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Baby apes and humans teach lessons about evolution of language

When it comes to communication, a human infant starts out with hand gestures, much as baby chimps and bonobos do, and all three of those species shift to using more symbols as they grow up. But the shift to symbols is more pronounced for the human and relies more on vocalization. That pattern may well suggest how human language evolved.

These are the lessons drawn from more than a year's worth of observations of a chimp, a bonobo and a young girl. The results were published Thursday in Frontiers in Psychology, an open-access journal.

"It's a new kind of evidence in favor of the gestural origins of language, and it's also a new kind of evidence in favor of the co-evolution of gesture and speech," said one of the study's authors, Patricia Greenfield, a psychology professor at the University of California at Los Angeles.

The similarities in the gestures used by baby chimps, bonobos and humans suggest that the common ancestor of those three primate species made use of the same repertoire around 6 million years ago, Greenfield told NBC News. "The story that gesture was present in our common ancestors because of the similarities we see — that just hits you," she said.

How the study was done

The research team tracked the gestures used by the girl, known only as GN in the study, at her parents' home from the age of 8.5 months to almost 2 years. The chimp and the bonobo, named Panpanzee and Panbanisha respectively, were looked in on regularly at Atlanta's Language Research Center for almost four years, beginning soon after they were born.

All three species spontaneously started pointing with their fingers or arms, or even their heads, to the things that they wanted to call attention to. If they wanted to go somewhere, they just pointed, to nothing in particular. They reached out for things that they wanted, even if those things weren't within reach. They raised their arms when they wanted to be picked up. In all these cases, the researchers counted the gestures as communication only if they were accompanied by eye contact or other behavioral cues demonstrating that there was truly an intent to communicate.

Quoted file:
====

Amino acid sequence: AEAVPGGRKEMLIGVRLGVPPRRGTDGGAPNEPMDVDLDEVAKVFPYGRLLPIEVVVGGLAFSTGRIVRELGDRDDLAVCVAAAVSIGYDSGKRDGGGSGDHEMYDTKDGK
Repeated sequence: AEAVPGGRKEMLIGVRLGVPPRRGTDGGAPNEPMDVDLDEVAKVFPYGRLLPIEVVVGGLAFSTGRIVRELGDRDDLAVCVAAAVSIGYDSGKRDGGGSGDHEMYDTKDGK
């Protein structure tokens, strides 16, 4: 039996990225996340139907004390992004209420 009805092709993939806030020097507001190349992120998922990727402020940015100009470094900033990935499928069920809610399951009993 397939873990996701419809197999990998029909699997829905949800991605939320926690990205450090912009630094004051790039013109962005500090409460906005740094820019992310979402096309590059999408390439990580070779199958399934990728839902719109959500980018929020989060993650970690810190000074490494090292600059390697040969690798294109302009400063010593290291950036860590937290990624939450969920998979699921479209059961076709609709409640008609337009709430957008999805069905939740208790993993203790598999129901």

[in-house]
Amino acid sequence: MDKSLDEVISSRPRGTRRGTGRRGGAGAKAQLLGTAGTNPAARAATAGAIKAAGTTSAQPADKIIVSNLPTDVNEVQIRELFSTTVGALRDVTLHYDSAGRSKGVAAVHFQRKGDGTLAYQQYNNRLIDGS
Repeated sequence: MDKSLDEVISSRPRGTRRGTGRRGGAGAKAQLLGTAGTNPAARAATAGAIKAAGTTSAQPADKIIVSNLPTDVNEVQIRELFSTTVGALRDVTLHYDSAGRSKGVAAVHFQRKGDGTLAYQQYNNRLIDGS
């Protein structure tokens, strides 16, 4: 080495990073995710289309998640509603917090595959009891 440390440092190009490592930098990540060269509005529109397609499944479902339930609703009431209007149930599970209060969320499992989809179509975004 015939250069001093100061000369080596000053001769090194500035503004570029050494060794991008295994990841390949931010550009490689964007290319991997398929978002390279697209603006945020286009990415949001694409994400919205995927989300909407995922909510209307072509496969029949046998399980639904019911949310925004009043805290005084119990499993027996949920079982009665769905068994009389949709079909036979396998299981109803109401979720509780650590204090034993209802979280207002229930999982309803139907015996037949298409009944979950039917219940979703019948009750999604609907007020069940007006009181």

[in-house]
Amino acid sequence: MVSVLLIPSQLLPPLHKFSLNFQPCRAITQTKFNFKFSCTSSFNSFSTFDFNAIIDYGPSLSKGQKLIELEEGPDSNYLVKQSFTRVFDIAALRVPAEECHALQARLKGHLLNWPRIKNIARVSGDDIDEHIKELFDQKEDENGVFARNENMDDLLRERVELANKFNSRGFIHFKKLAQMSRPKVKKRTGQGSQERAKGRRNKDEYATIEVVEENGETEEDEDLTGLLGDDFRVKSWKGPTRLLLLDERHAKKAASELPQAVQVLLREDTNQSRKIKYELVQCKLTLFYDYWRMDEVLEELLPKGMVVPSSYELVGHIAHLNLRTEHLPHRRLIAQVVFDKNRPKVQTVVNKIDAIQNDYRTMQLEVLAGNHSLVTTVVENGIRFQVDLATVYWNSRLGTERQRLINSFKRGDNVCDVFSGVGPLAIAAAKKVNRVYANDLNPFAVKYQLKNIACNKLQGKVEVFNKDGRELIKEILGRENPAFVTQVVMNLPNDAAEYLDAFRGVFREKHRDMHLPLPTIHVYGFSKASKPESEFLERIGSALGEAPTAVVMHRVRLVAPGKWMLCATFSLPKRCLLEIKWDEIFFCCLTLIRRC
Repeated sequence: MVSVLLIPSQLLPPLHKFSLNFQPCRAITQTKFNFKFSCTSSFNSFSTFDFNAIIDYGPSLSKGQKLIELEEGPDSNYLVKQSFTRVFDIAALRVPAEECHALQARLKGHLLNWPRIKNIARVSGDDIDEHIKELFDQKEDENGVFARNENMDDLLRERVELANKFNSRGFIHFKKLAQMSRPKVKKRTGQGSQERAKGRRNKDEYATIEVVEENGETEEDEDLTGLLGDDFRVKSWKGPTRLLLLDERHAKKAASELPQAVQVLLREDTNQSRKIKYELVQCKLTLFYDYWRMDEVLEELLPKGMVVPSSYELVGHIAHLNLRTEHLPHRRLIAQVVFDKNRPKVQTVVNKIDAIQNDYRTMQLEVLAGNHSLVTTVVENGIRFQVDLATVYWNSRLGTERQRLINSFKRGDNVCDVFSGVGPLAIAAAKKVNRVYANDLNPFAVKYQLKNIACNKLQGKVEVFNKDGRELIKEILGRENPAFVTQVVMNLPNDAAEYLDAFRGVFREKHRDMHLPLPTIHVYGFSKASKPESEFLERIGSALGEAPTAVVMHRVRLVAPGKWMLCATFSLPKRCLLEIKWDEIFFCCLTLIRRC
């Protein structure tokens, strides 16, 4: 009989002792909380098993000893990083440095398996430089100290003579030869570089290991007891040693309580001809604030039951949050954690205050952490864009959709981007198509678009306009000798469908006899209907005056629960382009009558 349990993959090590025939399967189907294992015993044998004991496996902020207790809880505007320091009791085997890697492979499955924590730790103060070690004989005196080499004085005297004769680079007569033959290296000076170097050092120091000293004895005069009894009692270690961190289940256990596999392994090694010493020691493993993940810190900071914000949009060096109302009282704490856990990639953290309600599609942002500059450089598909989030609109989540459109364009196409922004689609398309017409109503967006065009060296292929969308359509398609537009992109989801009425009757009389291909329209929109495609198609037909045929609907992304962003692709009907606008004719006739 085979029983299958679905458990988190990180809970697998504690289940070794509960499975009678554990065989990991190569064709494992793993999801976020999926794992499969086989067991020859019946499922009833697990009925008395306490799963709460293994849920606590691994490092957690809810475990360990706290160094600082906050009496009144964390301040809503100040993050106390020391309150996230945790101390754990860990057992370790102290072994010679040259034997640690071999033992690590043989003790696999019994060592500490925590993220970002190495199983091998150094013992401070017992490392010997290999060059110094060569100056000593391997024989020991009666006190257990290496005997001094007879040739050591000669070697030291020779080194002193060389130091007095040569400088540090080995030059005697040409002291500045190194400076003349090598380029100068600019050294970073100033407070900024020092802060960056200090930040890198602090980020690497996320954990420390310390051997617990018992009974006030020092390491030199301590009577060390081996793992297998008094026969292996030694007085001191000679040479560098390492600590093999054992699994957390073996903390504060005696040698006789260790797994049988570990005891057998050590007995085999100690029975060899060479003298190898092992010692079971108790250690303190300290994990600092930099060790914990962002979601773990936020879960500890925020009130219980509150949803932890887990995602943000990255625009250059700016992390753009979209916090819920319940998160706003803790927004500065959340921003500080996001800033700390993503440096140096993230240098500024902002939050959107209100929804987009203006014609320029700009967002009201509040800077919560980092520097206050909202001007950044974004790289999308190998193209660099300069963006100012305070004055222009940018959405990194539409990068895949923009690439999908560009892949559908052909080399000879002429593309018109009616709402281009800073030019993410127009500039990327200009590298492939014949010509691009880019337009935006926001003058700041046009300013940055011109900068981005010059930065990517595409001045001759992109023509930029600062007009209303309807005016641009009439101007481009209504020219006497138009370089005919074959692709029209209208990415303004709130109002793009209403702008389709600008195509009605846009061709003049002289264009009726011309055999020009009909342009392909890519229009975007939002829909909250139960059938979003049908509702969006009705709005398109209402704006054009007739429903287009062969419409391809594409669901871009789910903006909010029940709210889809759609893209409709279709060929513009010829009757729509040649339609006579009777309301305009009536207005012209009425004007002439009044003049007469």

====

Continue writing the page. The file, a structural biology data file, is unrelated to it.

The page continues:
As chimps and bonobos grew up, they learned to point to printed symbols called lexigrams, as shown in this video image.Gillespie-Lynch et al. / Frontiers in Psychology

As time went on, GN began vocalizing more and more — first, with noises, and eventually with words. Meanwhile, the chimp and the bonobo learned to communicate by pointing at a list of abstract symbols, known as lexigrams.

"Lexigrams were learned, as human language is, during meaningful social interactions, not from behavioral training," Kristen Gillespie-Lynch, a psychologist at City University of New York who headed the research team, said in a news release.

The shift to symbols

As they aged, all three subjects used relatively fewer gestures and significantly more symbols. "The child transitioned more quickly than did the apes," Greenfield said. "The apes never transitioned to using symbols more than gestures."

The researchers saw that as a lesson in human evolution. "The fact that symbols became far more dominant speaks to what happened after the common ancestor, in the human line," Greenfield said.

She said GN's vocalization provided another lesson: "It really speaks to the idea that gestures and vocal language or speech evolved together."

This study is only the latest in a long series of experiments comparing the communication capabilities of humans and other species — and it's hard to make sweeping generalizations on the basis of data from just three individuals. But at least there's now evidence tracing the roots of language back to gestures that may have existed millions of years ago.

"We can call it an existence proof," Greenfield said.

More about cross-species communication:

In addition to Gillespie-Lynch and Greenfield, the authors of "A Cross-Species Study of Gesture and Its Role in Symbolic Development: Implications for the Gestural Theory of Language Evolution" include Yunping Feng, Sue Savage-Rumbaugh and Heidi Lyn.

Alan Boyle is's science editor. Connect with the Cosmic Log community by "liking" the NBC News Science Facebook page, following @b0yle on Twitter and adding the Cosmic Log page to your Google+ presence. To keep up with's stories about science and space, sign up for the Tech & Science newsletter, delivered to your email in-box every weekday. You can also check out "The Case for Pluto," my book about the controversial dwarf planet and the search for new worlds.